We get to work with pastors and church leaders all around the world. Some are members of our coaching community. We get to work with others in workshop settings or through personal consulting.
Here are some habits of pastors and leaders who are extremely effective in their ministry.
#1 – They prioritize their own faith and family.
In pouring your life out for others, it’s surprisingly easy to lose track of those closest to you and those who need your attention the most. But the most effective pastors realize they shouldn’t lead on empty and they need to care for their own soul first. If you think you need help with this, read Soul Keeping by John Ortberg.
#2 – They know how to clarify purpose and mission.
I like to say pastors are like the Chief Clarity Officer for the church. And clarifying the purpose and mission for the church is at the top of the list.
It’s important to cast a big vision for the future (we call this purpose). You need to be clear about your deep sense of why. Simon Sinek rightfully says you should start with why.
But it’s just as important to bring that big purpose into the realm of today. People need to know what matters most right now (we call this mission). The big picture and short term. They both really matter.
#3 – They know how to lead leaders and build teams.
Recruiting volunteers and developing leaders are two very different things. The pastors and leaders who are most effective in ministry work hard to create a leadership culture. It’s not just getting people to do stuff; it’s finding people to lead ministry.
Great leaders don’t do all the work; they build and empower teams to do the work of the ministry. In fact, leadership development is likely your biggest growth opportunity. If you’re looking to build a leadership culture in your church, Designed to Lead by Eric Geiger and Kevin Peck is a great book to help.
#4 – They know how to say “no” to what isn’t mission critical.
There will always be more opportunities for ministry than you can effectively meet, but don’t let those opportunities turn into obligations.
A clear mission, vision, and strategy means you actually say no to most opportunities, because while they are good, they don’t fit. This isn’t being cold or calloused, it’s being a good steward and focusing where God wants you.
#5 – They create healthy systems.
Anytime you do something more than once, you should create a documented system. Following up with guests, connecting people into groups, recruiting volunteers and talking about money…each of these needs a proven system to run smoothly.
You don’t have to personally love systems to see the benefit, and there are lots of ways that non-systems people can implement healthy systems.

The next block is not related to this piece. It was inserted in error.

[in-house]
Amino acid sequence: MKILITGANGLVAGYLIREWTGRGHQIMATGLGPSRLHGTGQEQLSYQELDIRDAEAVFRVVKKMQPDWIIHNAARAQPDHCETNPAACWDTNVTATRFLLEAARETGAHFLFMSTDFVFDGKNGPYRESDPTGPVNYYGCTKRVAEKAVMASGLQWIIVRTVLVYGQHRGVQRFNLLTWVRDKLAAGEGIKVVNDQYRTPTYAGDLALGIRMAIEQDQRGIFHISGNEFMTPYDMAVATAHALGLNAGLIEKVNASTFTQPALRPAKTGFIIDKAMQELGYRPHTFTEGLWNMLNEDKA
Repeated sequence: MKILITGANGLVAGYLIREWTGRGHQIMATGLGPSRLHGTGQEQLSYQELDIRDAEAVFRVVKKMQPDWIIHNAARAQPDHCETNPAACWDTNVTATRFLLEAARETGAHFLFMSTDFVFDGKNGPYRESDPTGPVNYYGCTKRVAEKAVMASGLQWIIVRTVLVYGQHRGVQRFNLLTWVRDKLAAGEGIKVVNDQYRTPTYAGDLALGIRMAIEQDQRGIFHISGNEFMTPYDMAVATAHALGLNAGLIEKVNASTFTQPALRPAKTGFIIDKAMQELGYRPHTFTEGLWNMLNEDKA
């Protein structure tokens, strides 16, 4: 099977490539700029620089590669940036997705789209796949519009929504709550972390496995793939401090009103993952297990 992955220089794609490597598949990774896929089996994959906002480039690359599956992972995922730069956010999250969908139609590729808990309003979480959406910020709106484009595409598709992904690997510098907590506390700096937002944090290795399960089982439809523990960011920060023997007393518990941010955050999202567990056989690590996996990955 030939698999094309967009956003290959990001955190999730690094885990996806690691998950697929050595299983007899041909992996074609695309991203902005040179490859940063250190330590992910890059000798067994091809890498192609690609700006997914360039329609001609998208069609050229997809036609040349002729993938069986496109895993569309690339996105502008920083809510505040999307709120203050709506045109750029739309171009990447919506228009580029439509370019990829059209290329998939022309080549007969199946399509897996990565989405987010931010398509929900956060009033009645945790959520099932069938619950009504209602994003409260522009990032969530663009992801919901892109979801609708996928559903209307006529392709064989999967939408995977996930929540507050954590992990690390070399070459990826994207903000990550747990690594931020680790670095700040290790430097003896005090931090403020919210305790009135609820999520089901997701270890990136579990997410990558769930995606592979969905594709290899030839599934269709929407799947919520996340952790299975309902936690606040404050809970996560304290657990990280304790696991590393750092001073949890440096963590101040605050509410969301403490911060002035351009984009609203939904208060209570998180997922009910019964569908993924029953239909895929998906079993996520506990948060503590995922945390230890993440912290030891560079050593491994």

#6 – They have coaches and mentors.
It’s important to recognize that most people in your church need and want something from you. They are constantly making withdrawals on your time and energy. That’s why it’s so important to intentionally get around people who make deposits into your life.
Our coaching community is a great place to start, but even if we’re not the right fit for you, make sure you get these people in your life.
#7 – They love Jesus more than their church.
What would your identity be if you were no longer the pastor or a leader at your church? That’s an important question because it gets to the heart of the matter. The most effective church leaders hold their positions, titles and influence loosely, recognizing that a calling to ministry can easily replace a passion for the one calling.
#8 – They are good time managers.
You have exactly as much time as everyone else. How are you using that time? Great leaders plan their day with purpose, making sure they are doing things only they can do, and devoting time to strategic work.
The people you admire most in ministry rarely run to social media to complain about how many meetings they have or how slammed their day is. So don’t wear busyness as a badge of honor.
#9 – They operate in their strengths.
You’re not a superhero and you can’t do everything. So an effective leader takes time to understand his or her strengths and weaknesses. While there will surely be things you have to do that you don’t like, you skew your priorities to your gift mix.
You also recognize the strengths and weaknesses in others, helping them align their ministry and compensate for where they need help. If you need help in this, The Five Voices offers a fresh approach to strength-based teamwork and communication.
#10 – They know the numbers.
Great leaders know the most important numbers, often without needing to look them up. While numbers aren’t everything, they do paint part of the picture so it’s wise to know them. You should see regular reports on the metrics, looking at things like…
- What percentage of students and adults are serving?
- How much of your total giving comes from automated sources?
- How many people are connected in small groups or discipleship environments?
- How many giving units fund the budget?
- How many volunteers do you have and need?
While others should certainly be involved, it’s not wise to be hands off with the numbers.
This list certainly isn’t definitive, but these are some of the habits I’m seeing from pastors who are effective.
So What's Next?
Feel like your church should be growing, but it's not?
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